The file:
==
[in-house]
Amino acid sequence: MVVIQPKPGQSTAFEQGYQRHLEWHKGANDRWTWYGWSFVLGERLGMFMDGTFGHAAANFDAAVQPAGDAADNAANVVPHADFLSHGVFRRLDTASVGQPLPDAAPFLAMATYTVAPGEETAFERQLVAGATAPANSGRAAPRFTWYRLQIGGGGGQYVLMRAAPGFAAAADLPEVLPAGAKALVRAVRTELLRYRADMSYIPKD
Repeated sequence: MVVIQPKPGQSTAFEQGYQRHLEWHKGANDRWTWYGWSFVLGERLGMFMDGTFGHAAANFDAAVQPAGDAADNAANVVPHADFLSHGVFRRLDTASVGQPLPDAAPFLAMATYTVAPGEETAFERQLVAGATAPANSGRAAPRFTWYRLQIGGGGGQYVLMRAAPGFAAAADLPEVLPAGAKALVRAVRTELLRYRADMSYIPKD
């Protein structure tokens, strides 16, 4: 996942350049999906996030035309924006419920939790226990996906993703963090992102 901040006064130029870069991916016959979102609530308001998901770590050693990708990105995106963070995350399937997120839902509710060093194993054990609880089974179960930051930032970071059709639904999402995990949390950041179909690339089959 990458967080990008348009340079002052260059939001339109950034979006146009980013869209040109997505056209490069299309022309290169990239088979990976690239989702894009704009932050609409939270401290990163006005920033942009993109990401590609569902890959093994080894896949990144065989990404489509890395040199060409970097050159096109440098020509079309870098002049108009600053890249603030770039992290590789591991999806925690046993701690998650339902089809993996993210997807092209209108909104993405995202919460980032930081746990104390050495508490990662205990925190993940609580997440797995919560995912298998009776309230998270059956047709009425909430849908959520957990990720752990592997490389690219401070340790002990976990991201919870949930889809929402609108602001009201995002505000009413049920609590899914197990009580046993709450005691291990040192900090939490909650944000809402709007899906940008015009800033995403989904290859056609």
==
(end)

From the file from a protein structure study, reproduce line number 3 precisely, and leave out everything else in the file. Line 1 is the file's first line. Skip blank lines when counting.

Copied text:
Repeated sequence: MVVIQPKPGQSTAFEQGYQRHLEWHKGANDRWTWYGWSFVLGERLGMFMDGTFGHAAANFDAAVQPAGDAADNAANVVPHADFLSHGVFRRLDTASVGQPLPDAAPFLAMATYTVAPGEETAFERQLVAGATAPANSGRAAPRFTWYRLQIGGGGGQYVLMRAAPGFAAAADLPEVLPAGAKALVRAVRTELLRYRADMSYIPKD